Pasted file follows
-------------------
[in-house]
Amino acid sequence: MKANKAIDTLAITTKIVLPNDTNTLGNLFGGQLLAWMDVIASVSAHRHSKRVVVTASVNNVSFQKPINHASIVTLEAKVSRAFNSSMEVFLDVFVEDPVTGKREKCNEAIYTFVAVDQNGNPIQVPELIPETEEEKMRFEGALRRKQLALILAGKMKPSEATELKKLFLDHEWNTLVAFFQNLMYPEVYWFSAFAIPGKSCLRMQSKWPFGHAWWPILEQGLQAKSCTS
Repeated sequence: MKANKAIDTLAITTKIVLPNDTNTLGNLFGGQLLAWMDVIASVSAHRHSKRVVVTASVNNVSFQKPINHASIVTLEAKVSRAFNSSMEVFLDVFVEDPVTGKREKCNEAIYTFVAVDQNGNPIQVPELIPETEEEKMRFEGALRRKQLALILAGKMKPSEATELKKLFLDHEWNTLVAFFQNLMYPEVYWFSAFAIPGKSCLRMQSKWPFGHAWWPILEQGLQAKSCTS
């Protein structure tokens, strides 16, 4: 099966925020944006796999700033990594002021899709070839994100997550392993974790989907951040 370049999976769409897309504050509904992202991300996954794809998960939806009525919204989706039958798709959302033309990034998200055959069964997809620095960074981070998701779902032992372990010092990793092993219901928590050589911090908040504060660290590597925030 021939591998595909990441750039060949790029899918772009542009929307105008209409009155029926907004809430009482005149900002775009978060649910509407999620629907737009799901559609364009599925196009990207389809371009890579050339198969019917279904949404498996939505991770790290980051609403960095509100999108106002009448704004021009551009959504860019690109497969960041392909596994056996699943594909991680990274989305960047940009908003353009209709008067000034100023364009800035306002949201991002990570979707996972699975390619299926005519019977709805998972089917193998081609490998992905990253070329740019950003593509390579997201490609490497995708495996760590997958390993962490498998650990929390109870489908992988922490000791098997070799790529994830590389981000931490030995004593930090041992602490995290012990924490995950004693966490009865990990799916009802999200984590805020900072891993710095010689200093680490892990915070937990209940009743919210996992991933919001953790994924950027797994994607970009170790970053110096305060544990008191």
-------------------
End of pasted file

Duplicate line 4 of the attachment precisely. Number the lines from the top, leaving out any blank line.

């Protein structure tokens, strides 16, 4: 099966925020944006796999700033990594002021899709070839994100997550392993974790989907951040 370049999976769409897309504050509904992202991300996954794809998960939806009525919204989706039958798709959302033309990034998200055959069964997809620095960074981070998701779902032992372990010092990793092993219901928590050589911090908040504060660290590597925030 021939591998595909990441750039060949790029899918772009542009929307105008209409009155029926907004809430009482005149900002775009978060649910509407999620629907737009799901559609364009599925196009990207389809371009890579050339198969019917279904949404498996939505991770790290980051609403960095509100999108106002009448704004021009551009959504860019690109497969960041392909596994056996699943594909991680990274989305960047940009908003353009209709008067000034100023364009800035306002949201991002990570979707996972699975390619299926005519019977709805998972089917193998081609490998992905990253070329740019950003593509390579997201490609490497995708495996760590997958390993962490498998650990929390109870489908992988922490000791098997070799790529994830590389981000931490030995004593930090041992602490995290012990924490995950004693966490009865990990799916009802999200984590805020900072891993710095010689200093680490892990915070937990209940009743919210996992991933919001953790994924950027797994994607970009170790970053110096305060544990008191």